Palaeontology History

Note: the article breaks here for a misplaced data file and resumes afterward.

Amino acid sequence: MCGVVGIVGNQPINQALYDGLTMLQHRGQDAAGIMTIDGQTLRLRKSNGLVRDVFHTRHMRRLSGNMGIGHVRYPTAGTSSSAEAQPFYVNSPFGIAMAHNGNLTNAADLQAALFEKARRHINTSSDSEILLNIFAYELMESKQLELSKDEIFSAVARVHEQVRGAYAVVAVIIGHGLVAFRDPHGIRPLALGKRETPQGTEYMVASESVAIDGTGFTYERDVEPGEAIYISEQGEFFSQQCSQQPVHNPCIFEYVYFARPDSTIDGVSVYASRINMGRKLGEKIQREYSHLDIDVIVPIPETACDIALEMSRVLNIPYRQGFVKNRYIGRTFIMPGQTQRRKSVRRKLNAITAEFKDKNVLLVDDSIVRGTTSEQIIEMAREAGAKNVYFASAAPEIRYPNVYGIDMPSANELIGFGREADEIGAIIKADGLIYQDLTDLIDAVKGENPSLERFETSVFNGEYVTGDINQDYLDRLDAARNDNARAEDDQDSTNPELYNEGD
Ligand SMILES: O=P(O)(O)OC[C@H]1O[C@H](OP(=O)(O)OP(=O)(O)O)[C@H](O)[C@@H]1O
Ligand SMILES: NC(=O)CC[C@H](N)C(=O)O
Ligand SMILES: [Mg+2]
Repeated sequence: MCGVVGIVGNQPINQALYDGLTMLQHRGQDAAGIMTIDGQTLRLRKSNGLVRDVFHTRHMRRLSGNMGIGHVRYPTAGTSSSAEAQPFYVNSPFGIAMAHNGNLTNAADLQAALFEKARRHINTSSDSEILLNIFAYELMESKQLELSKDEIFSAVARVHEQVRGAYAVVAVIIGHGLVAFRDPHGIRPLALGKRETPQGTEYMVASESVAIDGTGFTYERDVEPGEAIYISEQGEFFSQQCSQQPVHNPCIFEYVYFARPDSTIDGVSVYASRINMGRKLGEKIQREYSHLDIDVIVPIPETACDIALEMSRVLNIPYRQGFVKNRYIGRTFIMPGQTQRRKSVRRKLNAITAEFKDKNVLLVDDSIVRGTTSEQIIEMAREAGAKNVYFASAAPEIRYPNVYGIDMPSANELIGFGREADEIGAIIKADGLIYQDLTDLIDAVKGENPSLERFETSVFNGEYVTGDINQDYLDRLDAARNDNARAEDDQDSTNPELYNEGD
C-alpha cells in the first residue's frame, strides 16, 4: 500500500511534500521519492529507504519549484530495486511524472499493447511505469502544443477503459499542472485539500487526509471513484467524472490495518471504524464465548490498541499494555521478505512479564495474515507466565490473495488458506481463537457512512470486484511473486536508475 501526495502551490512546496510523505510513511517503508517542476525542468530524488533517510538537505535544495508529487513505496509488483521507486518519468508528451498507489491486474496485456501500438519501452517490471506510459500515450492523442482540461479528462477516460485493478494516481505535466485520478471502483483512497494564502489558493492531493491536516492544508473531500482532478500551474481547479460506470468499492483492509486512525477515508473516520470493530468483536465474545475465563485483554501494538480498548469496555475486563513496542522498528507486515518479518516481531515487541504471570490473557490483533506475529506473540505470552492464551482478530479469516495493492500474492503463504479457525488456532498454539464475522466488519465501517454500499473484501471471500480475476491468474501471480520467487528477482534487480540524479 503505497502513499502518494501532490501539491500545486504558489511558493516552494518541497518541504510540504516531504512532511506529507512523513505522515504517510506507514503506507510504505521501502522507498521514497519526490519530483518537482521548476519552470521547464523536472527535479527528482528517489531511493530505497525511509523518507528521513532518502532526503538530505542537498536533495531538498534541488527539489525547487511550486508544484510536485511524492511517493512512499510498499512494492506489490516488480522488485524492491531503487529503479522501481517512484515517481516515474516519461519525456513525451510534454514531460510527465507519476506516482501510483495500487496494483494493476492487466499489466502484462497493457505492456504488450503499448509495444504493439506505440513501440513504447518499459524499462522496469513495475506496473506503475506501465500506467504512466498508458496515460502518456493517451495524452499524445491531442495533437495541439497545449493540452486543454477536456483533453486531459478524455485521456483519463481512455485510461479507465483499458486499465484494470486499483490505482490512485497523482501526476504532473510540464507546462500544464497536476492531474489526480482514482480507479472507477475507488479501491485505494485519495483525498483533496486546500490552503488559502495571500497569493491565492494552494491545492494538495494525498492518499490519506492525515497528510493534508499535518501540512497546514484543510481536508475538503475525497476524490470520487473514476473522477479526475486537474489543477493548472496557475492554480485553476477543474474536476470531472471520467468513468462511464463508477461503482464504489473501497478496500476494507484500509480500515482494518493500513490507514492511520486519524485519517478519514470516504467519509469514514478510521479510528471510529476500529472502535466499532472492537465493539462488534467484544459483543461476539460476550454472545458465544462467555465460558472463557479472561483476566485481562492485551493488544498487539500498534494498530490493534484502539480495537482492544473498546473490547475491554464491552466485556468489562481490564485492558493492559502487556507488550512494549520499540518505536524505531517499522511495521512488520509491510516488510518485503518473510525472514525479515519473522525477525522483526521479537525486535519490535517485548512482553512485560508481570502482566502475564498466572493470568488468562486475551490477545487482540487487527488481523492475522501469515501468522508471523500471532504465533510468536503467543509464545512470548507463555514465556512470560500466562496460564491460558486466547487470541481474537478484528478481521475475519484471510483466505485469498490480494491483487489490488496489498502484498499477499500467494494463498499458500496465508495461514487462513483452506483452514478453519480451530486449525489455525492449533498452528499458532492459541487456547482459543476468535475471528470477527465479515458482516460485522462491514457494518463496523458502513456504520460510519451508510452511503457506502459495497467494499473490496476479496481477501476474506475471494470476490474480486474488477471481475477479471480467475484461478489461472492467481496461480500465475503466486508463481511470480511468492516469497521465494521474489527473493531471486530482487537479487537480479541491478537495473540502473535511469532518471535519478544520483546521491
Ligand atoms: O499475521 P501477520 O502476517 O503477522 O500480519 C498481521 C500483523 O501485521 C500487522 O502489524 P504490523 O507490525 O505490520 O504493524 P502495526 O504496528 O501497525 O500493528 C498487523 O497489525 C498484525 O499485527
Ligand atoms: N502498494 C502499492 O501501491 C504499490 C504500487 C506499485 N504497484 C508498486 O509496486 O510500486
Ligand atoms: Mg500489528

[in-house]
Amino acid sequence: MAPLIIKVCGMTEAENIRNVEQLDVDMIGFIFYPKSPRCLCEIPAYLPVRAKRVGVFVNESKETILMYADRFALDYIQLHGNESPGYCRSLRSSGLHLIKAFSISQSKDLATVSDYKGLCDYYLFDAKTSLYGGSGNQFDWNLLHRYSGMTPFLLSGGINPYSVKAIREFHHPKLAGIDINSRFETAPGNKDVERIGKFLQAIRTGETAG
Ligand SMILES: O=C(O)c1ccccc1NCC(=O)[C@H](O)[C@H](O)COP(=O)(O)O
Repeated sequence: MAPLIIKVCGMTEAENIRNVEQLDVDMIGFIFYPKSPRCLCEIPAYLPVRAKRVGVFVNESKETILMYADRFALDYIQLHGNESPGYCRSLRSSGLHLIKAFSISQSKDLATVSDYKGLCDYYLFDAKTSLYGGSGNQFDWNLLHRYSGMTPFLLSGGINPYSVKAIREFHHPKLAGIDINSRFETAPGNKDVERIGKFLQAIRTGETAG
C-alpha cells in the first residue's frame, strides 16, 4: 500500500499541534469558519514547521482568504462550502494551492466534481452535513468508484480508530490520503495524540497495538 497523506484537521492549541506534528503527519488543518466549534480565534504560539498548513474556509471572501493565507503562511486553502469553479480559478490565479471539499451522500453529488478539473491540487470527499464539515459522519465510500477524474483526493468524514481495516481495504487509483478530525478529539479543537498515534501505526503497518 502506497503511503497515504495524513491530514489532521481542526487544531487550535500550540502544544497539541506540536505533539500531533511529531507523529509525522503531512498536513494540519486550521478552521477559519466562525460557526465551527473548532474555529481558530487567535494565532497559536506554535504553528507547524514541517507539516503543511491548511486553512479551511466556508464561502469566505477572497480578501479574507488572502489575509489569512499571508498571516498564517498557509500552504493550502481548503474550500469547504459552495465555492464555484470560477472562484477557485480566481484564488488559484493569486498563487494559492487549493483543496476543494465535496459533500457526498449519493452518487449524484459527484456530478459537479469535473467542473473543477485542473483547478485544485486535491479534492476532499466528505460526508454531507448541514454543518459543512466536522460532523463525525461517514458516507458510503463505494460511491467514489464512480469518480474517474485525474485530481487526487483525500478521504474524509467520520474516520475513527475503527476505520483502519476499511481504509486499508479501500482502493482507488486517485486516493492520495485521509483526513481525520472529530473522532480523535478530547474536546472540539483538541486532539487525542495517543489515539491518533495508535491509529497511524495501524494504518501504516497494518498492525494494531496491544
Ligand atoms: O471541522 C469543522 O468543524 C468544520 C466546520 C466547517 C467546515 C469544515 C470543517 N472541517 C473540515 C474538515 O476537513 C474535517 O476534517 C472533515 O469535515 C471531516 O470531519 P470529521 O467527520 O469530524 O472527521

The nineteenth century is usually an era I avoid like the plague, but a general interest in archaeology led me to writing this post. Away from industrialisation, work houses, Queen Victoria and Napoleon, small but significant discoveries were gaining momentum. Palaeontology, the study of fossils and essentially dinosaurs, picked up alongside vast medical studies in bones and centuries old debris. Many consider the Age of Enlightenment the source of an increase in archaeological digs and searches, yet the study of fossils and bones as a means of understanding the past is nothing new. Ancient Greeks such as Xenophanes in the sixth century BC, and Herodotus in the fifth century BC studied fossils from marine life in areas that used to be below water. Medieval naturalists across Europe and Asia looked at fossils in order to solve how they are formed, something the Persian Ibn Sina became famous for in his book The Book of Healing. During early modern era of Europe, fossil work became part of natural philosophy and was undertook by many as a primary interest. Pre-History was little understood, however links between the past and fossils was becoming clearer when moving into the eighteenth century. The study of science had grown tremendously since the seventeenth century with academies springing up across England and France.